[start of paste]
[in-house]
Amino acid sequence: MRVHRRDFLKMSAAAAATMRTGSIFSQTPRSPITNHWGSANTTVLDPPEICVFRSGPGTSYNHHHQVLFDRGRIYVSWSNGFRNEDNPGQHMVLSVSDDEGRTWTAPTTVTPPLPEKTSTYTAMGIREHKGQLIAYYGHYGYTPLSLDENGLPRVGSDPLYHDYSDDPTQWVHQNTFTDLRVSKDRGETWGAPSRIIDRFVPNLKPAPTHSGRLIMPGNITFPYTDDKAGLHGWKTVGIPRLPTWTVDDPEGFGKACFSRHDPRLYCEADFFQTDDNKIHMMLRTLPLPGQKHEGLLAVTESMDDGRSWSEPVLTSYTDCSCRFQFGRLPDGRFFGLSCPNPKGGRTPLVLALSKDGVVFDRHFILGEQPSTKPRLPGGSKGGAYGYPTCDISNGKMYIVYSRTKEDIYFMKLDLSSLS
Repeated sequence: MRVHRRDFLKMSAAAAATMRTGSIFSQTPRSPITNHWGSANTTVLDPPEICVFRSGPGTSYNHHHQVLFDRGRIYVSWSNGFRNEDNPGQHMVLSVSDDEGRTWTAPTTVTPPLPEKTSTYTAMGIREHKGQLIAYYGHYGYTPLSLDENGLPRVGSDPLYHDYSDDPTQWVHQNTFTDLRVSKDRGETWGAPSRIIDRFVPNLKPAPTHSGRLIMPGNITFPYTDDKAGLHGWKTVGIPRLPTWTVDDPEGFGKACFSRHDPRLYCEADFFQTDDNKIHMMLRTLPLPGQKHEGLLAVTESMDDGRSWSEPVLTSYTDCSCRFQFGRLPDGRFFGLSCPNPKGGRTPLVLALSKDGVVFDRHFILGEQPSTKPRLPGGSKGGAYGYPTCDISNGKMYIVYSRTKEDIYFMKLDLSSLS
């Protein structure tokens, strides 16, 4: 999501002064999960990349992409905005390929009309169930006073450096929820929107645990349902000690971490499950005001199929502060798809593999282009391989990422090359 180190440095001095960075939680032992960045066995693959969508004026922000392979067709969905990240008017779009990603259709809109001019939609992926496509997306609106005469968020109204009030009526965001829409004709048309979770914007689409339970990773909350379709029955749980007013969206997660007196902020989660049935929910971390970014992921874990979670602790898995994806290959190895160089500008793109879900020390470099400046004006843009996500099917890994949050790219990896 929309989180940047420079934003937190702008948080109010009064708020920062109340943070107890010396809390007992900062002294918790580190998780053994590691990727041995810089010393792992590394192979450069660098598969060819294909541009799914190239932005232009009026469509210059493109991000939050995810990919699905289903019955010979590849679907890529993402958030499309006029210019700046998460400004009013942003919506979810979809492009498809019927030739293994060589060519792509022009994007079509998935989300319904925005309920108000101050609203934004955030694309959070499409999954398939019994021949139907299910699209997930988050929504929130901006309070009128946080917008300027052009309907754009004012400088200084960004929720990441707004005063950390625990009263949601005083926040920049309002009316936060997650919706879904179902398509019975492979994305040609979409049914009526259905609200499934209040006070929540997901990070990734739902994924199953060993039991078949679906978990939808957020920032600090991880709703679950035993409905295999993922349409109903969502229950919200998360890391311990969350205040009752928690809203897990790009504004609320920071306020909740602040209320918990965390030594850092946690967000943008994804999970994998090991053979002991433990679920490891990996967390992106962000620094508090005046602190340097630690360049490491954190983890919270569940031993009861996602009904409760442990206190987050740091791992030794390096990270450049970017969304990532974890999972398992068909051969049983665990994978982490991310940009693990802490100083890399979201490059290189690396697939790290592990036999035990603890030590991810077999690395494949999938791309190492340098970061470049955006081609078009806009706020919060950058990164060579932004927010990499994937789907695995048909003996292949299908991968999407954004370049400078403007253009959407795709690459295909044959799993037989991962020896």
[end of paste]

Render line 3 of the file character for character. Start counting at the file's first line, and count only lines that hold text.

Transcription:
Repeated sequence: MRVHRRDFLKMSAAAAATMRTGSIFSQTPRSPITNHWGSANTTVLDPPEICVFRSGPGTSYNHHHQVLFDRGRIYVSWSNGFRNEDNPGQHMVLSVSDDEGRTWTAPTTVTPPLPEKTSTYTAMGIREHKGQLIAYYGHYGYTPLSLDENGLPRVGSDPLYHDYSDDPTQWVHQNTFTDLRVSKDRGETWGAPSRIIDRFVPNLKPAPTHSGRLIMPGNITFPYTDDKAGLHGWKTVGIPRLPTWTVDDPEGFGKACFSRHDPRLYCEADFFQTDDNKIHMMLRTLPLPGQKHEGLLAVTESMDDGRSWSEPVLTSYTDCSCRFQFGRLPDGRFFGLSCPNPKGGRTPLVLALSKDGVVFDRHFILGEQPSTKPRLPGGSKGGAYGYPTCDISNGKMYIVYSRTKEDIYFMKLDLSSLS